• Lightning
      • Storm Systems
      • Ozone Responses
  • Radio Propagation
    • Basic Theory (Non-Technical)
      • Characteristics and Components of Radio Signals
      • Understanding Plasmas
      • Importance of Electron Collisions
      • Appleton/Hartree Contributions
      • Signal Polarization and Coupling
      • Ionospheric Absorption
        • Deviative Absorption
        • Non-Deviative Absorption
      • Fading
      • Multipathing
      • Travelling Ionospheric Disturbances
      • Solar Related Disturbances
      • Structure of the Ionosphere
        • Ionospheric Layers
        • Importance of Sporadic-E
        • Effects of Spread-F
        • Solar-Cycle Dependencies
        • Models of the Ionosphere
          • Simple Mathematical Models
          • Numerical Maps
          • CCIR
          • URSI
          • The International Reference Ionosphere (IRI)
          • Others
        • Probing the Ionosphere
        • Probing Techniques
        • Probing Instruments
        • Sources of Ionosonde Information
    • Basic Ray-Tracing Concepts
      • Ordinary vs Extraordinary Signals
      • Becoming Familiar with Ray-Tracing Software
    • Ray-Tracing in Three-Dimensions
      • Ray-Tracing Software Considerations
      • Preparing for 3D Ray-Tracings
      • Performing 3D Ray-Tracings
      • Studying 3D Ray-Tracing Results
    • Vertical Radio Signal Propagation
      • Signal Reflection Behavior
      • Critical Frequencies
      • Ray-Tracing Vertically-Incident Signals
    • Oblique Radio Signal Propagation
      • Signal Refraction/Reflection Characteristics
      • Effects of Geomagnetic Activity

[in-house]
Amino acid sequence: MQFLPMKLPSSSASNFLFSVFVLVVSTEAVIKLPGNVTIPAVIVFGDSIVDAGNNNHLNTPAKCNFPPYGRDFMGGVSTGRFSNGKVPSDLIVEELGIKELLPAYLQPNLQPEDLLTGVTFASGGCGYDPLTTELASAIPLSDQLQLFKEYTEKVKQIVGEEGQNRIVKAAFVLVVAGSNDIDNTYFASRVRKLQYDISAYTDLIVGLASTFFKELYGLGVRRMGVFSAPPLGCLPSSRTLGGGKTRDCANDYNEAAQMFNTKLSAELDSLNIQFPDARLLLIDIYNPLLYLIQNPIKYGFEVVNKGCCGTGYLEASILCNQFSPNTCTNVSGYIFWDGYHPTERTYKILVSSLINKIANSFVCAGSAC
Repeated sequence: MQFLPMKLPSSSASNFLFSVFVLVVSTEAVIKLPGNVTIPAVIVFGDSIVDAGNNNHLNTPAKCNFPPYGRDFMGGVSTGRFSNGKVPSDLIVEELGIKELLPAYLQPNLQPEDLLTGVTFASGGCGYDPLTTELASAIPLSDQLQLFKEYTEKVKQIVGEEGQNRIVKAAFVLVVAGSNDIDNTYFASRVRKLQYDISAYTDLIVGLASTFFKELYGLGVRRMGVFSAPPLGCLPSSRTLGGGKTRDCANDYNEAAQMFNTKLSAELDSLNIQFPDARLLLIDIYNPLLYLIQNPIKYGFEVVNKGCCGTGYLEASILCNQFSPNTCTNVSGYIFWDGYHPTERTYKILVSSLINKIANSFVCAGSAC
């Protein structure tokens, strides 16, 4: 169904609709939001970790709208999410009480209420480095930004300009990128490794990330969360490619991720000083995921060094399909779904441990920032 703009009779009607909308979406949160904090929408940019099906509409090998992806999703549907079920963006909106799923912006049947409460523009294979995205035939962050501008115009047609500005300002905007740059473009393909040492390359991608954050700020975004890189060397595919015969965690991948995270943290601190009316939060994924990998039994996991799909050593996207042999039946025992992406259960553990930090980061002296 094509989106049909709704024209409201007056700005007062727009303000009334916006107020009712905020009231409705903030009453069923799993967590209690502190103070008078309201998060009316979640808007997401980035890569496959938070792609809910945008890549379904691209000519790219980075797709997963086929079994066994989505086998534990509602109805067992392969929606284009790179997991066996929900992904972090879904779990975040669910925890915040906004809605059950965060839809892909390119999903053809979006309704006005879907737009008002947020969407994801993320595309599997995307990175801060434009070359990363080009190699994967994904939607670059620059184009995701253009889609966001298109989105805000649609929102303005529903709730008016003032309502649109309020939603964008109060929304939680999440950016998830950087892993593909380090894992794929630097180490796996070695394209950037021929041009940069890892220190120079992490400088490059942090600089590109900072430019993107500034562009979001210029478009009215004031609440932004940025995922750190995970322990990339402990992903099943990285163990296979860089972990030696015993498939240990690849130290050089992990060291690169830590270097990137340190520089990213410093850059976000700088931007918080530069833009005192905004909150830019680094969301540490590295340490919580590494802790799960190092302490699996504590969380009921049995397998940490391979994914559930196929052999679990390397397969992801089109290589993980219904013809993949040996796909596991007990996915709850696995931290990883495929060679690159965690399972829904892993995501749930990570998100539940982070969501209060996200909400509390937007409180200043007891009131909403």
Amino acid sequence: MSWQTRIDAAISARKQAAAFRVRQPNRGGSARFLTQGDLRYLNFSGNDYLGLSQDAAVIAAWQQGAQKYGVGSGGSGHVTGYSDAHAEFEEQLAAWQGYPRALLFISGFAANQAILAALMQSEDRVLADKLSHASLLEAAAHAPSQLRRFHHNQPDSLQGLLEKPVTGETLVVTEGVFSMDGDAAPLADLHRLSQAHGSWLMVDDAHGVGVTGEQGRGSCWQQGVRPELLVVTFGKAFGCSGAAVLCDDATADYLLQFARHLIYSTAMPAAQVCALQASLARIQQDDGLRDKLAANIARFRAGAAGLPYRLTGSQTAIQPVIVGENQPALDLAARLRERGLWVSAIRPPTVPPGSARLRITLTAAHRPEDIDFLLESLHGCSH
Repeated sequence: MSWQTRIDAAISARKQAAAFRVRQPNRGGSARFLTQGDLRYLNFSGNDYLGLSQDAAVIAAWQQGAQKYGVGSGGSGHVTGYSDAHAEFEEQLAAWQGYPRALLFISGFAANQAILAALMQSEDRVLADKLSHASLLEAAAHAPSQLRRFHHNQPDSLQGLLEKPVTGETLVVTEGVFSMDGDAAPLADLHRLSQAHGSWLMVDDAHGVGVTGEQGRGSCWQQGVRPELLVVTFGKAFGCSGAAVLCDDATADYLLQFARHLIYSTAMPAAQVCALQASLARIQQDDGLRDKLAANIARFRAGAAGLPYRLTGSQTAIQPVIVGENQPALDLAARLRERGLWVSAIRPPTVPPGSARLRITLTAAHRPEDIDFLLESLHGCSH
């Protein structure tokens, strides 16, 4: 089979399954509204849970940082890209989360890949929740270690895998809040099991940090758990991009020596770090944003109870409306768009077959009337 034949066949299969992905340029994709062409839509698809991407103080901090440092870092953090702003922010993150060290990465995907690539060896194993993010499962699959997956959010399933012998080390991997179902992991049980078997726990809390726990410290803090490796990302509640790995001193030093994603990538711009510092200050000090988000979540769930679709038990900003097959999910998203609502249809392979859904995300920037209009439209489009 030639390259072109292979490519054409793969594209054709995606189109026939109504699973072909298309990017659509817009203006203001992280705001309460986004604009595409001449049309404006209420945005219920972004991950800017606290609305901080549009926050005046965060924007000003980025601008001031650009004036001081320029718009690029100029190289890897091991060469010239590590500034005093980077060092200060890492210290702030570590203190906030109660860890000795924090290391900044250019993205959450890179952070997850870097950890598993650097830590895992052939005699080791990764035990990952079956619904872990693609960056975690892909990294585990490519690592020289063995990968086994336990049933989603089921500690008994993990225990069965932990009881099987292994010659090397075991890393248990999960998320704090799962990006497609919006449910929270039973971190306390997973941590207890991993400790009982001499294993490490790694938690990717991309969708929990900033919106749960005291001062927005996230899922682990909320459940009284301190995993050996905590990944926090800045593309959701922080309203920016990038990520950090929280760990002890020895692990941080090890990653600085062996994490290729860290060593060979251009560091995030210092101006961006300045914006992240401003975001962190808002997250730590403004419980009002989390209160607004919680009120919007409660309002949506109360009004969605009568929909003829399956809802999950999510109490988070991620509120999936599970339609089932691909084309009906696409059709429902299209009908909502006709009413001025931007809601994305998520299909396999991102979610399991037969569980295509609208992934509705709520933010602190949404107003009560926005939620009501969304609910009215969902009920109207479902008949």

• Effects of Solar Activity
      • Ray-Tracing Obliquely Incident Radio Signals
      • Determination of Maximum Usable Frequencies
        • Simple Empirical Methods
        • Ray-Tracing Techniques
      • Effects of Sporadic-E
      • Non-Great-Circle (NGC) Propagation
        • Responsible Conditions
        • Compensation Methods
        • Ray-Tracing Techniques to Analyze NGC Propagation
      • Chordal-Hop and Inter-Layer Ducting Propagation
        • Advantages and Disadvantages
        • Analysis using Ray-Tracing Techniques
      • Searching for and Exploiting Exotic Propagation Paths
        • Properties of Exotic Paths
        • Searching for Exotic Paths using 3D Ray-Tracing Techniques
        • Determining the Most Reliable Exotic Radio Paths
    • Ionospheric Disturbances
      • Solar Related Disturbances
        • Solar Flares and Related Coronal Mass Ejections
        • Coronal Holes and High Speed Solar Wind Streams
        • Filament Related Coronal Mass Ejections
        • Impact of Flare Related Radio Noise Bursts
      • Short Wave Fadeouts
      • Sudden Phase Anomalies
      • Sudden Frequency Deviations
      • Devastating Effects of Polar Cap Absorption
      • Disturbances and their Effects on Satellite Communications
  • Radio Propagation Prediction Methods
    • Short-Term Forecasting Techniques
    • Medium-Term Forecasting Techniques
    • Long-Term Forecasting Techniques
    • Sources of Forecasting Information
  • Applied Forecasting Techniques
    • Climatology
    • Pattern Recognition
    • Compiling Necessary Information
    • Exploiting Databases
    • Computer Related Aids
    • Studying Real-Life Examples
    • Developing Experience and "Intuition"
  • Field Experience
    • The STD SW Course presents you with some specific historic real-life scenarios. Using the information and techniques studied in this course, you are asked to develop your own space-weather and radio-propagation predictions. The actual real-life impacts are then studied and compared with your forecasts.
    • The Course presents you with several hypothetical (possible future) examples and ask you to develop your own forecasts.